'We're not isolated, look at us': York County residents adjust to social distancing

Children play at Fayfield Park in Springettsbury Township, Wednesday, March 18, 2020. Dawn J. Sagert photo

Day two of the statewide school shutdown in Pennsylvania was a sunny 55 degrees in March.

In Hanover on Tuesday, residents were out and about, walking with their families and dogs, and stopping in at convenience stores. Delivery workers were still on the job. A mail carrier with the U.S. Postal Service was wearing a festive St. Patrick’s Day hat while moving house to house.

For many, the new nationwide practice of social distancing because of the coronavirus was not a disruption to their normal routines.

“We’re not isolated, look at us,” said Doug Emig, 49, who had gathered with three friends in the square in downtown Hanover — something they would do on any day.

“We’ve been sitting out here for years,” he said. Both he and friend Laura Mead, 56, collect Social Security checks, so they won’t have to worry as much about the financial impact of nonessential business closures, which Gov. Tom Wolf urged on Monday.

The same goes for Dee Kraft, 83, who was out for a walk with a friend. Though it will not affect her paycheck, it did awaken a bit of nostalgia.

“If you talk to anybody over the age of 85,” she said, ”it reminds me of during the war.”

She recalls being indoors and listening to her father tune in to Gabriel Heatter's radio broadcast every night during World War II. The isolation was similar to now — people were forced inside doing puzzles and playing Scrabble, she said.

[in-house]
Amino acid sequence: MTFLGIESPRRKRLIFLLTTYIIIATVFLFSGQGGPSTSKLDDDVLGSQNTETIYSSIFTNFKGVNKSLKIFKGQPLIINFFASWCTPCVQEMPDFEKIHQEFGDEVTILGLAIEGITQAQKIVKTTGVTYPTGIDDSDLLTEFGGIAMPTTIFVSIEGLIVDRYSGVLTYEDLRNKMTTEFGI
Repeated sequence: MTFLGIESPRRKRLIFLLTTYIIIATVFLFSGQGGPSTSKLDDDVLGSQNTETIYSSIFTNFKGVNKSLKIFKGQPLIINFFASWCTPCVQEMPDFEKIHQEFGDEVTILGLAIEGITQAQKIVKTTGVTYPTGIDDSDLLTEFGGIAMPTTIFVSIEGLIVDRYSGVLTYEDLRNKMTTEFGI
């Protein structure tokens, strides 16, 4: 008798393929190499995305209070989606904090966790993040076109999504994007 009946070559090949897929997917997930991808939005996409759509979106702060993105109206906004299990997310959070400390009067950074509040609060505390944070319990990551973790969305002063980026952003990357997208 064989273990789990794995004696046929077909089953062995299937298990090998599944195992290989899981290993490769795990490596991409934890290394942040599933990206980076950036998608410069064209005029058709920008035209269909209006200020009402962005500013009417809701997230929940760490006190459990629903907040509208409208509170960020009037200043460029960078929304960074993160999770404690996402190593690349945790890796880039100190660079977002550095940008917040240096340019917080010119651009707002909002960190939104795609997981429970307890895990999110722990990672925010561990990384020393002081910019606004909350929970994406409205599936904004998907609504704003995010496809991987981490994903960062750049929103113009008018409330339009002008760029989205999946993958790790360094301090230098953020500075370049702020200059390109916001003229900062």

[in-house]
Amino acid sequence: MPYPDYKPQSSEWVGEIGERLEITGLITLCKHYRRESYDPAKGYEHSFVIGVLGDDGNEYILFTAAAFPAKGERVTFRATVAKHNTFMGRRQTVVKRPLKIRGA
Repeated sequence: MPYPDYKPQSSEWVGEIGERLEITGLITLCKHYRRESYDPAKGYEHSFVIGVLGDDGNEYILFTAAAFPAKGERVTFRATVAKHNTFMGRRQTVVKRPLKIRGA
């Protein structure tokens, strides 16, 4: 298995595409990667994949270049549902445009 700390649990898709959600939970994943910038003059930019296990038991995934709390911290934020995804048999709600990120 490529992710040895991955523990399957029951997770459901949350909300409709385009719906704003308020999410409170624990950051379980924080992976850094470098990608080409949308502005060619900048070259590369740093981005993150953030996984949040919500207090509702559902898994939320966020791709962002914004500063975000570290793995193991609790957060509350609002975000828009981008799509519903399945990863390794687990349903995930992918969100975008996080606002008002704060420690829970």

“I think we will survive, but I feel sorry for the people like 60 and younger,” she said. “They’ve had it so good, they don’t know what it’s like to go without, be without.”

Elsewhere in the county, teachers who are now out of school are adjusting to new schedules and having their children at home.

"Everyone is just trying to figure out what they can do with their time," said Clovis Gallon, high school varsity boys' basketball coach and special education teacher in York City School District.

It's almost like summertime, he said, except the places people would normally go, such as the gym, are closed.

Shanna Danielson and Brianne Carter both teach outside the county, but their children attend York County school districts.

Miscreation Brewing Company, in downtown Hanover, is closed, along with many other restaurants, during the statewide shutdown to mitigate coronavirus spread, on Tuesday, March 17. Coronavirus, also known as COVID-19, is a highly contagious respiratory virus which has caused a global pandemic.

Danielson, of Carroll Township, said her 5-year-old son Elliott — who attends kindergarten at South Mountain Elementary, in Northern York County School District — wants to go on a playdate, but she's unsure if it's safe.

It's so close to Cumberland County, which as of Tuesday had 10 cases, she said. The state Health Department announced Wednesday the first two confirmed cases of COVID-19 in York County and the first death in Pennsylvania. 

"Keeping my two boys on a schedule is important to me," said Carter, of North Codorus Township.

Her oldest, Emmett, 9 — who attends New Salem Elementary in Spring Grove Area School District — is always asking what's next, and she wants to keep her children busy with some work and some outside time so they're not always "glued to screens."